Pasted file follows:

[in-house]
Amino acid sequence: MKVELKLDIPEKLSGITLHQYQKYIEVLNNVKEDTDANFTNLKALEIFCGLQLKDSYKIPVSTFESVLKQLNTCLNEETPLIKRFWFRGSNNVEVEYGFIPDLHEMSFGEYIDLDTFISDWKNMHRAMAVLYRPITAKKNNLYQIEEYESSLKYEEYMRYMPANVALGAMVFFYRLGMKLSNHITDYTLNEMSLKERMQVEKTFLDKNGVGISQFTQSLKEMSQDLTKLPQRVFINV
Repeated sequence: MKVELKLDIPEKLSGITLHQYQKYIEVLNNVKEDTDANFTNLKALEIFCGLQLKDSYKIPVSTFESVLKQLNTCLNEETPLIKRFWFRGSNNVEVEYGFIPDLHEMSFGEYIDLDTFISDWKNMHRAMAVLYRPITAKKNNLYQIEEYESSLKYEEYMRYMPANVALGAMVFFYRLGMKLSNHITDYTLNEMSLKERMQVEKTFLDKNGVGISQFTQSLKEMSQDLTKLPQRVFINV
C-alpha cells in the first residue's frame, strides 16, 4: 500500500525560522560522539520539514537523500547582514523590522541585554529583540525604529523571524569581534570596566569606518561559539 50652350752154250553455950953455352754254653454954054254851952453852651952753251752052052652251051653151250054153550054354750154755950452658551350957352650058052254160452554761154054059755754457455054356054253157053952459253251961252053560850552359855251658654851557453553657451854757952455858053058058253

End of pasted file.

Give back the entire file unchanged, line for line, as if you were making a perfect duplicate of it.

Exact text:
[in-house]
Amino acid sequence: MKVELKLDIPEKLSGITLHQYQKYIEVLNNVKEDTDANFTNLKALEIFCGLQLKDSYKIPVSTFESVLKQLNTCLNEETPLIKRFWFRGSNNVEVEYGFIPDLHEMSFGEYIDLDTFISDWKNMHRAMAVLYRPITAKKNNLYQIEEYESSLKYEEYMRYMPANVALGAMVFFYRLGMKLSNHITDYTLNEMSLKERMQVEKTFLDKNGVGISQFTQSLKEMSQDLTKLPQRVFINV
Repeated sequence: MKVELKLDIPEKLSGITLHQYQKYIEVLNNVKEDTDANFTNLKALEIFCGLQLKDSYKIPVSTFESVLKQLNTCLNEETPLIKRFWFRGSNNVEVEYGFIPDLHEMSFGEYIDLDTFISDWKNMHRAMAVLYRPITAKKNNLYQIEEYESSLKYEEYMRYMPANVALGAMVFFYRLGMKLSNHITDYTLNEMSLKERMQVEKTFLDKNGVGISQFTQSLKEMSQDLTKLPQRVFINV
C-alpha cells in the first residue's frame, strides 16, 4: 500500500525560522560522539520539514537523500547582514523590522541585554529583540525604529523571524569581534570596566569606518561559539 50652350752154250553455950953455352754254653454954054254851952453852651952753251752052052652251051653151250054153550054354750154755950452658551350957352650058052254160452554761154054059755754457455054356054253157053952459253251961252053560850552359855251658654851557453553657451854757952455858053058058253